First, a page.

Does America Have A Right To BASIC Health Care?
I hear it everyday. Affordable access to basic health care should be a right.
Could someone please define to me what constitutes basic in the basic health care arguement? I want to hear examples of what is basic health care and what would not be considered basic and why you have a right to one and not the other.
Why should we have a right to health care but not health? Should we not have a right to stay healthy? Should we not have a right to free gym memberships? How about a right to free vegetables. If you have a right to basic health care, we should also have a right to services that prevent the break down of health as well.
My response in the comments section:
There are a lot of things we take for granted -- clean water, sewage treatment, uncontaminated needles for IVs and sterilization procedures before surgery.This made me realize that the Rights argument is very progressive (in more ways than one.) We all expect some certain unalienable rights to Life, Liberty and the Pursuit of Happiness.
These are PUBLIC HEALTH measures that have greatly affected our quality of life. So much so that their effects are practically invisible.
When we say "basic," I think of something along the lines of "do or die." There are a lot of things that factor into this... obviously someone with untreated hypercholesterolemia and diabetes for 40 years who comes in with a heart attack could have received appropriate intervention before this life threatening event.
The question is this: What OUGHT to be covered?
Primary prevention: healthy living (free gym memberships, shelter, access to fruits and veggies)
Secondary prevention: screening for CAD risk factors (checking lipid panel per ATPIII recommendations or just total cholesterol per USPSTF.)
Tertiary prevention: intervening after disease is detected to prevent complications (starting off treatment with statins and metformin.)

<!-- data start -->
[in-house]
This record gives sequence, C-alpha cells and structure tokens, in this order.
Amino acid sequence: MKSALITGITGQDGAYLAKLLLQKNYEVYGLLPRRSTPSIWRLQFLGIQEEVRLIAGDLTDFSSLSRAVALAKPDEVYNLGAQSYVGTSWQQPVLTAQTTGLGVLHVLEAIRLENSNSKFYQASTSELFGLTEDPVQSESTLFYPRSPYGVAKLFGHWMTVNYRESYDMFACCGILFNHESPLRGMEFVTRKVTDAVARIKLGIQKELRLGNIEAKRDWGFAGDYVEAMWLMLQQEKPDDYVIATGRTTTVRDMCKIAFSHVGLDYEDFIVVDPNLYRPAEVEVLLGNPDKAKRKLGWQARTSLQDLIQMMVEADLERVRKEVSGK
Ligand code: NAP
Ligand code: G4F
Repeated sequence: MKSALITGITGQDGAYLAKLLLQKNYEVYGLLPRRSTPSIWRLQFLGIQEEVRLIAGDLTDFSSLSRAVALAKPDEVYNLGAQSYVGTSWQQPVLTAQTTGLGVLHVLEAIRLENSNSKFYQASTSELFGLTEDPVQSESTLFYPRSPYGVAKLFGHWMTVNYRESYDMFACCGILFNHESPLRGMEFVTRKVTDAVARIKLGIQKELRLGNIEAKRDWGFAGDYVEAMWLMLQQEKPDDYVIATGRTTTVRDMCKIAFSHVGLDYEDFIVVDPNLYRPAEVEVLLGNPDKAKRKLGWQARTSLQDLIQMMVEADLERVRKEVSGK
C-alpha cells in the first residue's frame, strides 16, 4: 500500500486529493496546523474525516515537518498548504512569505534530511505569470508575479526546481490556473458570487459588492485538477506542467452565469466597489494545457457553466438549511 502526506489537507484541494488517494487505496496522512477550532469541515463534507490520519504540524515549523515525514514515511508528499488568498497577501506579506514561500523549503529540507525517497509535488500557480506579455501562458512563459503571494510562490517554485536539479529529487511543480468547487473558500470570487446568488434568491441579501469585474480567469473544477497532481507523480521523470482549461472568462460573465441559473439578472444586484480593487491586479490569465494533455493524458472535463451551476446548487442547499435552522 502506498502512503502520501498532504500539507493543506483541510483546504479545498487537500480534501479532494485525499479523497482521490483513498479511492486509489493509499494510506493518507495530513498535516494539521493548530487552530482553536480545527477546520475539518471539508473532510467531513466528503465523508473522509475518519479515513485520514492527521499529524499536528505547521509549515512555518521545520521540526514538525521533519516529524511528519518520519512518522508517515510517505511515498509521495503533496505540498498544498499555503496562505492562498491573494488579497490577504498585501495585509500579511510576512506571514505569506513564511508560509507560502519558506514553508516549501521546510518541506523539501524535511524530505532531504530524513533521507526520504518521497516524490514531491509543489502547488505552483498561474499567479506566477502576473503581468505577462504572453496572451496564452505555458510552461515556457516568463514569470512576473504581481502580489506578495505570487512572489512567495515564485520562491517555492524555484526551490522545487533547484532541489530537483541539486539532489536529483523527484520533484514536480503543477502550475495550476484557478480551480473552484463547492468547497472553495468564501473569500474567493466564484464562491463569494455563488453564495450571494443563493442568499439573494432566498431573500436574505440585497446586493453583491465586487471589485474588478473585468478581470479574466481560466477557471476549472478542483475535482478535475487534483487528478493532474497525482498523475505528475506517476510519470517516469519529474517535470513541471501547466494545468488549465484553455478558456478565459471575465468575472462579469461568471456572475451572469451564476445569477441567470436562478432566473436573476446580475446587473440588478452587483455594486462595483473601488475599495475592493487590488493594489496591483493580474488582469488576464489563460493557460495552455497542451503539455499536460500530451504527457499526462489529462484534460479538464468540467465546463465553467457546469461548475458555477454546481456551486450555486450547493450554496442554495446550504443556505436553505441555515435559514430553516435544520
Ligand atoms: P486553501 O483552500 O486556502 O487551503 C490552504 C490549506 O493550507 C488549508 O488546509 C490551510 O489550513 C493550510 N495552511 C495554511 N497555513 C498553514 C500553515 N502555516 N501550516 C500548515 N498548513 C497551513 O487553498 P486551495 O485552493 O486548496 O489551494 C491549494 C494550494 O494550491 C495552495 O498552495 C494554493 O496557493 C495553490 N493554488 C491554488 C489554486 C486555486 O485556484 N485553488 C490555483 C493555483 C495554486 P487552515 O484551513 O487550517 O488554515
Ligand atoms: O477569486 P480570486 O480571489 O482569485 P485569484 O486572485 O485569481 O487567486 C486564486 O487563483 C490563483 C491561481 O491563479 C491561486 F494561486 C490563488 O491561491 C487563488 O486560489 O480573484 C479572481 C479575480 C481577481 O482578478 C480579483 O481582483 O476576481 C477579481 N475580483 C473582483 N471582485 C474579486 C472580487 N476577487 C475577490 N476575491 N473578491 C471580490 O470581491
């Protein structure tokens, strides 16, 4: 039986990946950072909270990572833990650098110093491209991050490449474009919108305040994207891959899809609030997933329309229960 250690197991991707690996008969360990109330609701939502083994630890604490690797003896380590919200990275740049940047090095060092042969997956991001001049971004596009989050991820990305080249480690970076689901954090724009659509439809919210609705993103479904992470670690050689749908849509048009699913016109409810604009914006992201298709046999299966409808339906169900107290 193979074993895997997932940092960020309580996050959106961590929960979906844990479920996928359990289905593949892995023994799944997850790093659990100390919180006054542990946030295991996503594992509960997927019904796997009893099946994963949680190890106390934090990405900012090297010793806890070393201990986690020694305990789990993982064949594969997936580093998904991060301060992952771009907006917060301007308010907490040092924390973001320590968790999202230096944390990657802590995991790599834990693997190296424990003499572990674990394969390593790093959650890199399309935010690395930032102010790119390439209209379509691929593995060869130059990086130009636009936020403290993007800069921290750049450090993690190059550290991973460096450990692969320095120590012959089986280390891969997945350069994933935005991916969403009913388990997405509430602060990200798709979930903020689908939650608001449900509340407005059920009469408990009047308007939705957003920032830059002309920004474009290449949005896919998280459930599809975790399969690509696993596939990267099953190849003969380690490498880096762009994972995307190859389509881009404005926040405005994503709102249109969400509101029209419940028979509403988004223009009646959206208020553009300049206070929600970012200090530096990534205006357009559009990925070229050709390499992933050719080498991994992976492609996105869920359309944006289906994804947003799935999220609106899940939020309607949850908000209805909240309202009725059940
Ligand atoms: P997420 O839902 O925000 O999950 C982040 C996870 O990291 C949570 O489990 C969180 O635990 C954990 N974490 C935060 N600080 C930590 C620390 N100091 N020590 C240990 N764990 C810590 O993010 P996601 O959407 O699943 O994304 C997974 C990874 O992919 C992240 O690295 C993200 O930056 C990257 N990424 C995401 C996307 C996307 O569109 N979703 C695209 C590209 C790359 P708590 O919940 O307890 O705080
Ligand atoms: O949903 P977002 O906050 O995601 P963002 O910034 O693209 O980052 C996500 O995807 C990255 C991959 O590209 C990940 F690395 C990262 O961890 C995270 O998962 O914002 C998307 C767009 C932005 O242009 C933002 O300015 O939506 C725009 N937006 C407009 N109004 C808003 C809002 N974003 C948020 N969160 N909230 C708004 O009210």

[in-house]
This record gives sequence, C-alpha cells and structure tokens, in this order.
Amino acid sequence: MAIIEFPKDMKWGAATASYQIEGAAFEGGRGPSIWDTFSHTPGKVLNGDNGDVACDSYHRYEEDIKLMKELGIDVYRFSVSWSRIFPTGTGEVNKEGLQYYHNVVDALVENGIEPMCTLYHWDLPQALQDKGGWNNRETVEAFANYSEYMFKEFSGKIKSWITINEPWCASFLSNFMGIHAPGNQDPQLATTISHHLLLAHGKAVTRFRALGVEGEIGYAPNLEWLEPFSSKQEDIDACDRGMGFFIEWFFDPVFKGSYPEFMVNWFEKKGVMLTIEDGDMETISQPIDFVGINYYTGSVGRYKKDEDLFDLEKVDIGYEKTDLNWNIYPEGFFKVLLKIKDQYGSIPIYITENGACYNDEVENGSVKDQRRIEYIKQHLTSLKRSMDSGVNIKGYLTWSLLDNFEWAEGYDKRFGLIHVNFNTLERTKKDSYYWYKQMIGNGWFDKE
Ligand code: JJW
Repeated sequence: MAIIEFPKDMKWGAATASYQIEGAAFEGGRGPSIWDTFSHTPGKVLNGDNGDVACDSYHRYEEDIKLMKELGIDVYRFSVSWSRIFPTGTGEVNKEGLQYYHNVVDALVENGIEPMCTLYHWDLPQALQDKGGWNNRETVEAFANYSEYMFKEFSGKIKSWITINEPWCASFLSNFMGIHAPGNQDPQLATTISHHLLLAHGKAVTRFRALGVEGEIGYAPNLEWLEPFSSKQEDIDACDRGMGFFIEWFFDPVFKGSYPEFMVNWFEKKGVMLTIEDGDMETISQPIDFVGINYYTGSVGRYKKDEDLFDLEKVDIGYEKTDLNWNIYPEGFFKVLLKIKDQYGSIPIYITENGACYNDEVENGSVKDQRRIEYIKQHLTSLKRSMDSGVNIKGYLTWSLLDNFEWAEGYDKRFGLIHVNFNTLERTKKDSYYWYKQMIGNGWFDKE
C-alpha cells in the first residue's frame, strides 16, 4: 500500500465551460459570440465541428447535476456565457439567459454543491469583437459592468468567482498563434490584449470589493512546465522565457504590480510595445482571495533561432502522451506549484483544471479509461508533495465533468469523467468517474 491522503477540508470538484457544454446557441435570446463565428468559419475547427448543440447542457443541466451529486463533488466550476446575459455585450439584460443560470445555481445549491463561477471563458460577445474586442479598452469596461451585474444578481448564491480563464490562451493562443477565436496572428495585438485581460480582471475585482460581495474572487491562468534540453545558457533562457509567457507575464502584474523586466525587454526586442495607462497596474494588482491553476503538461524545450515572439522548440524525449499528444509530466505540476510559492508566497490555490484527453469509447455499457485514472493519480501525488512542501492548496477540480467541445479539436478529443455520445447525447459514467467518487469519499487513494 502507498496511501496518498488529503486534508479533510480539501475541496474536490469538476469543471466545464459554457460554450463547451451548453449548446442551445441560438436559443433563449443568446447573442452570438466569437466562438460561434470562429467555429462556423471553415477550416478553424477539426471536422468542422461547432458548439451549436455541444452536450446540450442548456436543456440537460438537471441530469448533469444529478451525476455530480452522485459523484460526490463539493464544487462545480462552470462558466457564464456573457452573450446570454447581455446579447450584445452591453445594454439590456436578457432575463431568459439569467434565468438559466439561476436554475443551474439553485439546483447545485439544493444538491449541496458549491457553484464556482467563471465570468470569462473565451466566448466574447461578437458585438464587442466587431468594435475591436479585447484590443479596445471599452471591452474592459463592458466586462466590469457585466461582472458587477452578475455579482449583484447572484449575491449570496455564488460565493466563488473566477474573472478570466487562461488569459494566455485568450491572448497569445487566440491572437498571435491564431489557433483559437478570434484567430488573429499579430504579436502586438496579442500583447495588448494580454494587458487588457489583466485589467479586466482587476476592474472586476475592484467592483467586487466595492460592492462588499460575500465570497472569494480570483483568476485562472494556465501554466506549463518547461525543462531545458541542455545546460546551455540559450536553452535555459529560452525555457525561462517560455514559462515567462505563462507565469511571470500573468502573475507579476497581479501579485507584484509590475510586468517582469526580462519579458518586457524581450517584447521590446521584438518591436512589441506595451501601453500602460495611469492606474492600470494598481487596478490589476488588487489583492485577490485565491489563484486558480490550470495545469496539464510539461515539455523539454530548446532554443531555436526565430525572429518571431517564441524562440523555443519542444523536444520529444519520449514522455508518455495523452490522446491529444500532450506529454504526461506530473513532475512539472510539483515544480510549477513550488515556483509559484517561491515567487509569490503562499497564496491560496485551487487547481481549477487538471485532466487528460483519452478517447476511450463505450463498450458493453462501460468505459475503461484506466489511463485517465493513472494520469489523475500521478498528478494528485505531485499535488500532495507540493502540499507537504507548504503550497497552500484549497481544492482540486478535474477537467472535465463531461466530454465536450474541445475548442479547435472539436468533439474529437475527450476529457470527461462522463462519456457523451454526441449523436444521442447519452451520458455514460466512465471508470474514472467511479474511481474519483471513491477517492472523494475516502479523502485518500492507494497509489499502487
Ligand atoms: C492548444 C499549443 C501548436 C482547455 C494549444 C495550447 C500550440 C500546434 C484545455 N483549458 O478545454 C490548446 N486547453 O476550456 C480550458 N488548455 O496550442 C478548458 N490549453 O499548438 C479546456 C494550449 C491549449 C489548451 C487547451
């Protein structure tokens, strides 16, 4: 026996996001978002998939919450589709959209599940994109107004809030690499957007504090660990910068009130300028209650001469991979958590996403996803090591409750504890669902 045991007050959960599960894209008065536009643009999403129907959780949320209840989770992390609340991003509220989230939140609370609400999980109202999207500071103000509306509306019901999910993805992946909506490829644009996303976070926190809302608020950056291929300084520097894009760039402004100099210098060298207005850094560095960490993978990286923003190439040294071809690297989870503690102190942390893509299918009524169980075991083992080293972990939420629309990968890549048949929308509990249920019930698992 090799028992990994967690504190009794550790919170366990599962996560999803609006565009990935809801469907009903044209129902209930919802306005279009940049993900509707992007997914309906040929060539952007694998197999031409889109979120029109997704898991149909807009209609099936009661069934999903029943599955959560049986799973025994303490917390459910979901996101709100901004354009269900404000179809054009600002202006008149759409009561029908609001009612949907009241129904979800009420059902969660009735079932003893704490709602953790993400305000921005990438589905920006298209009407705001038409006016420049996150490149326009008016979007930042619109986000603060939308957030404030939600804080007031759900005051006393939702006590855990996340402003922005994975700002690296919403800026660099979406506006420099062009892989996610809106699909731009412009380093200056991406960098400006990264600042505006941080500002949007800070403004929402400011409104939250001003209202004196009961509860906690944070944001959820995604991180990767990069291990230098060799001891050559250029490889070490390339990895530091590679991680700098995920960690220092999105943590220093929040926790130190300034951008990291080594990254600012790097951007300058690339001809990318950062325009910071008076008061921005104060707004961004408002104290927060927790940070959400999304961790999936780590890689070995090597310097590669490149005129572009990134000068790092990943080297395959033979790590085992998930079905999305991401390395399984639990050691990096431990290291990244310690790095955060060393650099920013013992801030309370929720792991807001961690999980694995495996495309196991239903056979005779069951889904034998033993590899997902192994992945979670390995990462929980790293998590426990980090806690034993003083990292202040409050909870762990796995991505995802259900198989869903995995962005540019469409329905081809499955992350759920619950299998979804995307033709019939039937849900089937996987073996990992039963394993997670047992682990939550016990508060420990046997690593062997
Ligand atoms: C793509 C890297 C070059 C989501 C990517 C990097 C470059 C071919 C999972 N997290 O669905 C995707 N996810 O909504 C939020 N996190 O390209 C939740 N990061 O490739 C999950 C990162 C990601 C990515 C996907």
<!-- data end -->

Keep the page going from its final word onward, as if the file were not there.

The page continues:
A lot of people would argue that it is fully within the scope of medicine to intervene with Secondary and Tertiary preventive measures (which SHOULD be covered as basic health care to some degree.)
Primary prevention... like the rest of PUBLIC HEALTH falls more under the scope of the government in my opinion, not accounting for the occasional harassment by a PCP to "eat right and exercise." As needed, I'm sure there are a number of excellent docs who can go more in depth into personalized primary preventive measures but when this is not reimbursed... not many will opt to do it with all their patients!
What does it mean to have a "right to Life"? This draws an issue like abortion (ugh! let's keep that at least 10 feet away for now) to the forefront when really, there is a much more fundamental right that this draws upon... one that I have not seen clearly defined or reflected upon. Is it a right to a healthy life? A right to live?
I think it is a Right to Live as others live. There is an element of Expectation to this as well. We expect that we can all live equally in a democratic society.
Access to healthcare is becoming more of an issue than our forefathers expected because our medical knowledge and power to intervene has increased dramatically. This has created new power relationships and health deficits in socioeconomic status that cross generations! It goes beyond doctors and hospitals. That's why the government must play a role "to Secure these Rights," "deriving their just Powers from the Consent of the Governed."
I expect this from my government. A lot of people are afraid that the government will mess this up and want it to stay out of the Healthcare debate as much as possible. This is not a dig, but merely an innocent question: Republicans/conservatives in congress, if you distrust government so much and are afraid of its collective incompetence, why are you in office? I would much prefer it if you created some solutions rather than saying "the best thing we can do is to stay out of it."